digging of small drainage channels to allow the water
to escape is recommended.
Periodically a dressing
of good complete fertilizer is recommended. Sprinkle
it fairly liberally and place it into the top inch
or so of the soil leaving the next heavy shower of
rain to do the rest. On very light soils and an additional
mulching with any well decayed humus may be applied
to retain the moisture that is essential to delphiniums.
This is recommended just before flowering and is more
than necessary in the very early Spring when the pattern
of the whole year is being set.
Supporting the delphiniums
is an important operation - three 4ft. canes placed
in a triangle around the plant, ties added around
these ans necessary as the plant grows. This system
allows the plant spikes to move within the confines
of the ties, is relatively inconspicuous and is defeated
only by really strong winds.
The presence of mildew,
which sometimes occurs at the end of the season on
the foliage, should not be taken too seriously. It
does not harm the plant but looks unsightly. After
dormancy the delphinium will emerge clean and strong.
Normally it only shows itself during a spell of mild
weather especially if the plants are dry at the root,
and the degree of attack varies according to variety.
Should mildew occur a light spray of BENLATE on the
leaves should climinate it but if persistent a further
spray of NIMRODT is advisable. This is best dealt
with swiftly, o the first sight of any mildew.
TREATMENT AFTER FLOWERING
When flowering has finished,
the spikes should be removed to the top of the foliage
and no further. Remember that seed-bearing weakens
all plants and if seed is required, a few pods only
should be left on the plant the rest to be removed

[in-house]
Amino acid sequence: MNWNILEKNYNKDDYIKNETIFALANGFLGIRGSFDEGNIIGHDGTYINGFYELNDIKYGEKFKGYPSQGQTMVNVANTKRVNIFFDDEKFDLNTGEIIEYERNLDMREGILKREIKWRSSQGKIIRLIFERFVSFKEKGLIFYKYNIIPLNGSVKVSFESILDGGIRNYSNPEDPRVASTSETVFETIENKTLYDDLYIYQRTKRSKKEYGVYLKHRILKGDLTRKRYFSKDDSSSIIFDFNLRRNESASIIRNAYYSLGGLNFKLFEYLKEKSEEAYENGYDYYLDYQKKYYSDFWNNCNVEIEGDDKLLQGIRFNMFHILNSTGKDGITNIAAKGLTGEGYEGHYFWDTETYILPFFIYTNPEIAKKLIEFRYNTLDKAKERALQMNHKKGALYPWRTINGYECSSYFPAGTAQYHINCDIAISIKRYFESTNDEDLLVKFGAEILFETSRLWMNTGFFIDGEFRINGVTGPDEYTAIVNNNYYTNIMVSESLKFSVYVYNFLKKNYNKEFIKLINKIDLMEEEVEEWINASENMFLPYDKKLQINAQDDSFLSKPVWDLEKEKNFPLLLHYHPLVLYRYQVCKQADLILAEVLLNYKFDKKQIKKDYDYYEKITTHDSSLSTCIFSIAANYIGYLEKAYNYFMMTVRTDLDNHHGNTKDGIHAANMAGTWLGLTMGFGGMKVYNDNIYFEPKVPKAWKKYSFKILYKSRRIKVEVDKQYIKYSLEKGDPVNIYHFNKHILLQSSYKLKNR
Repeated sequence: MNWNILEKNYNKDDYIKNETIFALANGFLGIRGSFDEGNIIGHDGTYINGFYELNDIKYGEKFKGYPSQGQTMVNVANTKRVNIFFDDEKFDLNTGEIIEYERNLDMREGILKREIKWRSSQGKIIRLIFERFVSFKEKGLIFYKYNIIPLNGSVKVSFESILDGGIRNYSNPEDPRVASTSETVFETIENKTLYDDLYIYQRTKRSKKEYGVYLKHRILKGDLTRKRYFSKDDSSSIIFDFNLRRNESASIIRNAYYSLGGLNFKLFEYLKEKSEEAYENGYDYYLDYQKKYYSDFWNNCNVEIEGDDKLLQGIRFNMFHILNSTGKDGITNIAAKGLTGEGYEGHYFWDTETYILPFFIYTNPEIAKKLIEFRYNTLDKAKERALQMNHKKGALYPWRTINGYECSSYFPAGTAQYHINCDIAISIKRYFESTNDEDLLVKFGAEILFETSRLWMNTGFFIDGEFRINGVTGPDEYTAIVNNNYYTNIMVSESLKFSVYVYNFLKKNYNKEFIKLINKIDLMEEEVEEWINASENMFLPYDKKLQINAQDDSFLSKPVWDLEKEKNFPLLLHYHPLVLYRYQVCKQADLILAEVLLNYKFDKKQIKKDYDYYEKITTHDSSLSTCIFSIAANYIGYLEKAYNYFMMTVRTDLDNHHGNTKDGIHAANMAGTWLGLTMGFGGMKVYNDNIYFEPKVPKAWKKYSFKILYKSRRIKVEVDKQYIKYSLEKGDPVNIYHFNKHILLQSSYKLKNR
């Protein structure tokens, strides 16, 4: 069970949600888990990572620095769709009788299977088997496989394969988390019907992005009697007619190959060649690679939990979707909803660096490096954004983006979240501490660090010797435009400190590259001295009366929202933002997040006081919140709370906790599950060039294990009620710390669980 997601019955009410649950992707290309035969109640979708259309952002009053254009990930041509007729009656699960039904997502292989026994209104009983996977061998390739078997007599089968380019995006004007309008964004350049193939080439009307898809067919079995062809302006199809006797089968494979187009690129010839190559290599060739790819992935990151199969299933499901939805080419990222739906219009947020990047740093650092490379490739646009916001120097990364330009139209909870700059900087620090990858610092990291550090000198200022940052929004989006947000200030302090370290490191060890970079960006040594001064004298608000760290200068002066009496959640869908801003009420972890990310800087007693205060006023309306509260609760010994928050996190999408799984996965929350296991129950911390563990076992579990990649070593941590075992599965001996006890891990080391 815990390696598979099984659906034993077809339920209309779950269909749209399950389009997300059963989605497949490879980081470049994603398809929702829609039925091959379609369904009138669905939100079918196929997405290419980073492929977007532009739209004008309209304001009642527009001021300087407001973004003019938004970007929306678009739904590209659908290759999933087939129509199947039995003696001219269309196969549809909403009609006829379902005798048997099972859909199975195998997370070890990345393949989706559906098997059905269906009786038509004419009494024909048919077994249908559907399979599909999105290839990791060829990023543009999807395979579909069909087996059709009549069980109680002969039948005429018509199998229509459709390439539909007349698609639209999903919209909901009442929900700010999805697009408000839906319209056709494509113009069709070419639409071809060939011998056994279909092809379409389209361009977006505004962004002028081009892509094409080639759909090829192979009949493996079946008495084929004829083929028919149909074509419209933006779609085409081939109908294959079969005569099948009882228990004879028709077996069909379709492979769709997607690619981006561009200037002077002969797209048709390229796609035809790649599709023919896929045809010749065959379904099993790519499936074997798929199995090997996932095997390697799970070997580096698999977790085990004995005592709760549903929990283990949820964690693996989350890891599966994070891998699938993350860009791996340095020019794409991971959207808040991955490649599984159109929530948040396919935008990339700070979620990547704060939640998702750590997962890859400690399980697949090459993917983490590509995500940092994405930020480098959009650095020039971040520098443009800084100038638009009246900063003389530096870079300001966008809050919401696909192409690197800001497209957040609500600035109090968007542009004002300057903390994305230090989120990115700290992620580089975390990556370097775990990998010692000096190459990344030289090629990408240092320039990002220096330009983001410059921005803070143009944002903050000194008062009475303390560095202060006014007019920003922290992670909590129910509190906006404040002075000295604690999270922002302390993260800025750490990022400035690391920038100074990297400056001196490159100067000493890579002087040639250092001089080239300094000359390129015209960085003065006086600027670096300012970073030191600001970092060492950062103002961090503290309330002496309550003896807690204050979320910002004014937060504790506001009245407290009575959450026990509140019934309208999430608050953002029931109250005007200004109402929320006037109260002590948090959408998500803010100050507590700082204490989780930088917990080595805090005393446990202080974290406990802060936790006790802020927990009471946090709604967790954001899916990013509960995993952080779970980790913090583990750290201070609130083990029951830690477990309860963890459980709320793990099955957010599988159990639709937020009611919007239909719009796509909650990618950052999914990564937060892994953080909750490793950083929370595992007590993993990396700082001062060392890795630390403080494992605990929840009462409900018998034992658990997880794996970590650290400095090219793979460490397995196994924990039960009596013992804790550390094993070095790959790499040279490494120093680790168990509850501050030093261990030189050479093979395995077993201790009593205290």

long before they mature. As summer passes into autumn
son the foliage will begin to yellow, the supporting
stakes would then be removed and the flower spikes
cut down to within a foot of the ground. From now
on the plants will be developing their dormant shoots
for the next years growth.
SLUGS AND SNAILS
It is essential to guard
against slugs and snails. More plants are lost during
the winter through lack of protection against slugs
and snails than through any other cause. It is important
to realize that no delphinium has ever bee lost through
heave frosts alone, indeed the ancestors of our present
garden forms lived largely in mountainous districts
where intensely heavy frosts were the rule. Their
garden descendants are no less hardy in this respect
and it is almost invariably through peat or disease
that winter losses occur among established plants.
Virtually all the damage done by slugs is caused by
the small black species that spends most of its time
just beneath the soil surface, consequently, once
the shoots show above the ground in the spring the
danger is past. It is, in fact, while shoots are in
their dormant state, below the ground, that they are
eaten, and it is therefore essential to protect them
from the moment the plants are cut down in the autumn
until the shoots reappear again in the spring. Liquid
and pellets fro the control so slugs and snails is
available in all garden centers and garden shops.
Blackmore & Langdon LTD.
Pensford, Bristor BS18 4JL